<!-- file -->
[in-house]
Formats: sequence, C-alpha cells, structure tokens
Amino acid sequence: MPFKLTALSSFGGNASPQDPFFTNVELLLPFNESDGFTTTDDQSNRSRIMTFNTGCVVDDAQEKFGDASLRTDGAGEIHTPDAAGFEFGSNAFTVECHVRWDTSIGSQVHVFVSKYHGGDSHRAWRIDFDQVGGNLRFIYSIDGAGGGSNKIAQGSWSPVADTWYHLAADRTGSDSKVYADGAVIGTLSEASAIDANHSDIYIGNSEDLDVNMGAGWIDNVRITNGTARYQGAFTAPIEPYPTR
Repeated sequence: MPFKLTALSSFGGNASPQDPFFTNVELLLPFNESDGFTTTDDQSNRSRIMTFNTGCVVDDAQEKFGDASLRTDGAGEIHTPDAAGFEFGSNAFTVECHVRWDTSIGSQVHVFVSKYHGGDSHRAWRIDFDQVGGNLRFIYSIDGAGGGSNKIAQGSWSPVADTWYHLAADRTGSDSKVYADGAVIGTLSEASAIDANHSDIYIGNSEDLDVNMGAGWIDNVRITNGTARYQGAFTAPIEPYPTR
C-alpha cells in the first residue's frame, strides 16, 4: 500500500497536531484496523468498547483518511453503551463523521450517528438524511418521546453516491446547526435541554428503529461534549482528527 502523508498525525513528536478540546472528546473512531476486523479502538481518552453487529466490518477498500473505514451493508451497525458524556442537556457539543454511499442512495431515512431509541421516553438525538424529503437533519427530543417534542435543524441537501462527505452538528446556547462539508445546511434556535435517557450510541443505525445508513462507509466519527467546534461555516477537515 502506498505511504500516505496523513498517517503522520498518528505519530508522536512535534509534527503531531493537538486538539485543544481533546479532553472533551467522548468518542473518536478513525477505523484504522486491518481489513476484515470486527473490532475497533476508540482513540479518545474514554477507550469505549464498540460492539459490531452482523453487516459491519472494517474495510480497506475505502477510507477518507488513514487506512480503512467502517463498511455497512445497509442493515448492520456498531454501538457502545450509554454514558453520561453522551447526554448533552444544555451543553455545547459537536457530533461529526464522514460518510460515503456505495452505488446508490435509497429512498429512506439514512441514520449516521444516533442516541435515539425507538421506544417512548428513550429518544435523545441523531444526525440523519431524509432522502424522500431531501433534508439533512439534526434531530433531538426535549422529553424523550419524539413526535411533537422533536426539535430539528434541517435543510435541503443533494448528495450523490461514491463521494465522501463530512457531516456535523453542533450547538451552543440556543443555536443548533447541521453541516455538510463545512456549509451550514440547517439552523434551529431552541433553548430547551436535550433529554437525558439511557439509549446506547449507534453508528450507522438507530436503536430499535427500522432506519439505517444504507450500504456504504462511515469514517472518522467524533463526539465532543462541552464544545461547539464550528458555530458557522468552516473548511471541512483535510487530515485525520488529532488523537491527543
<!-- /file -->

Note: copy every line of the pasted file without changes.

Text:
[in-house]
Formats: sequence, C-alpha cells, structure tokens
Amino acid sequence: MPFKLTALSSFGGNASPQDPFFTNVELLLPFNESDGFTTTDDQSNRSRIMTFNTGCVVDDAQEKFGDASLRTDGAGEIHTPDAAGFEFGSNAFTVECHVRWDTSIGSQVHVFVSKYHGGDSHRAWRIDFDQVGGNLRFIYSIDGAGGGSNKIAQGSWSPVADTWYHLAADRTGSDSKVYADGAVIGTLSEASAIDANHSDIYIGNSEDLDVNMGAGWIDNVRITNGTARYQGAFTAPIEPYPTR
Repeated sequence: MPFKLTALSSFGGNASPQDPFFTNVELLLPFNESDGFTTTDDQSNRSRIMTFNTGCVVDDAQEKFGDASLRTDGAGEIHTPDAAGFEFGSNAFTVECHVRWDTSIGSQVHVFVSKYHGGDSHRAWRIDFDQVGGNLRFIYSIDGAGGGSNKIAQGSWSPVADTWYHLAADRTGSDSKVYADGAVIGTLSEASAIDANHSDIYIGNSEDLDVNMGAGWIDNVRITNGTARYQGAFTAPIEPYPTR
C-alpha cells in the first residue's frame, strides 16, 4: 500500500497536531484496523468498547483518511453503551463523521450517528438524511418521546453516491446547526435541554428503529461534549482528527 502523508498525525513528536478540546472528546473512531476486523479502538481518552453487529466490518477498500473505514451493508451497525458524556442537556457539543454511499442512495431515512431509541421516553438525538424529503437533519427530543417534542435543524441537501462527505452538528446556547462539508445546511434556535435517557450510541443505525445508513462507509466519527467546534461555516477537515 502506498505511504500516505496523513498517517503522520498518528505519530508522536512535534509534527503531531493537538486538539485543544481533546479532553472533551467522548468518542473518536478513525477505523484504522486491518481489513476484515470486527473490532475497533476508540482513540479518545474514554477507550469505549464498540460492539459490531452482523453487516459491519472494517474495510480497506475505502477510507477518507488513514487506512480503512467502517463498511455497512445497509442493515448492520456498531454501538457502545450509554454514558453520561453522551447526554448533552444544555451543553455545547459537536457530533461529526464522514460518510460515503456505495452505488446508490435509497429512498429512506439514512441514520449516521444516533442516541435515539425507538421506544417512548428513550429518544435523545441523531444526525440523519431524509432522502424522500431531501433534508439533512439534526434531530433531538426535549422529553424523550419524539413526535411533537422533536426539535430539528434541517435543510435541503443533494448528495450523490461514491463521494465522501463530512457531516456535523453542533450547538451552543440556543443555536443548533447541521453541516455538510463545512456549509451550514440547517439552523434551529431552541433553548430547551436535550433529554437525558439511557439509549446506547449507534453508528450507522438507530436503536430499535427500522432506519439505517444504507450500504456504504462511515469514517472518522467524533463526539465532543462541552464544545461547539464550528458555530458557522468552516473548511471541512483535510487530515485525520488529532488523537491527543